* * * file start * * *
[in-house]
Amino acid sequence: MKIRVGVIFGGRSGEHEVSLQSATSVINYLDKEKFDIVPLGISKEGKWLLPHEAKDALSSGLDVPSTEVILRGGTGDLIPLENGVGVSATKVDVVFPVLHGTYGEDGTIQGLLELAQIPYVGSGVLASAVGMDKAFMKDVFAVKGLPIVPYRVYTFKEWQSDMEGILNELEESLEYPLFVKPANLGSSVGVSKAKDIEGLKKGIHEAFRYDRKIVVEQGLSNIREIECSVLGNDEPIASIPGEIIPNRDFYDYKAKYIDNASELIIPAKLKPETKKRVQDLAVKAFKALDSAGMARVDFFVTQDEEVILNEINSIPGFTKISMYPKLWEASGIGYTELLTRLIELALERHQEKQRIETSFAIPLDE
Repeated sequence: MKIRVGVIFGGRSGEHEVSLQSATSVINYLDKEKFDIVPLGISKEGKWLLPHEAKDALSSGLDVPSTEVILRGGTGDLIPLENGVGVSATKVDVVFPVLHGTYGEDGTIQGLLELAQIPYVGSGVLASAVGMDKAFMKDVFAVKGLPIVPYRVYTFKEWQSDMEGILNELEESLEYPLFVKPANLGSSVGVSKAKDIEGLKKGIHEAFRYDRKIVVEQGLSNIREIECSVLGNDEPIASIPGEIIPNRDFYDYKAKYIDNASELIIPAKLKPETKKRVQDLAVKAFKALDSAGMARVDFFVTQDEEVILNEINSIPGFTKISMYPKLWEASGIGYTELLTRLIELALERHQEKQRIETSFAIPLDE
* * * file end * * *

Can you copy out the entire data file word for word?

[in-house]
Amino acid sequence: MKIRVGVIFGGRSGEHEVSLQSATSVINYLDKEKFDIVPLGISKEGKWLLPHEAKDALSSGLDVPSTEVILRGGTGDLIPLENGVGVSATKVDVVFPVLHGTYGEDGTIQGLLELAQIPYVGSGVLASAVGMDKAFMKDVFAVKGLPIVPYRVYTFKEWQSDMEGILNELEESLEYPLFVKPANLGSSVGVSKAKDIEGLKKGIHEAFRYDRKIVVEQGLSNIREIECSVLGNDEPIASIPGEIIPNRDFYDYKAKYIDNASELIIPAKLKPETKKRVQDLAVKAFKALDSAGMARVDFFVTQDEEVILNEINSIPGFTKISMYPKLWEASGIGYTELLTRLIELALERHQEKQRIETSFAIPLDE
Repeated sequence: MKIRVGVIFGGRSGEHEVSLQSATSVINYLDKEKFDIVPLGISKEGKWLLPHEAKDALSSGLDVPSTEVILRGGTGDLIPLENGVGVSATKVDVVFPVLHGTYGEDGTIQGLLELAQIPYVGSGVLASAVGMDKAFMKDVFAVKGLPIVPYRVYTFKEWQSDMEGILNELEESLEYPLFVKPANLGSSVGVSKAKDIEGLKKGIHEAFRYDRKIVVEQGLSNIREIECSVLGNDEPIASIPGEIIPNRDFYDYKAKYIDNASELIIPAKLKPETKKRVQDLAVKAFKALDSAGMARVDFFVTQDEEVILNEINSIPGFTKISMYPKLWEASGIGYTELLTRLIELALERHQEKQRIETSFAIPLDE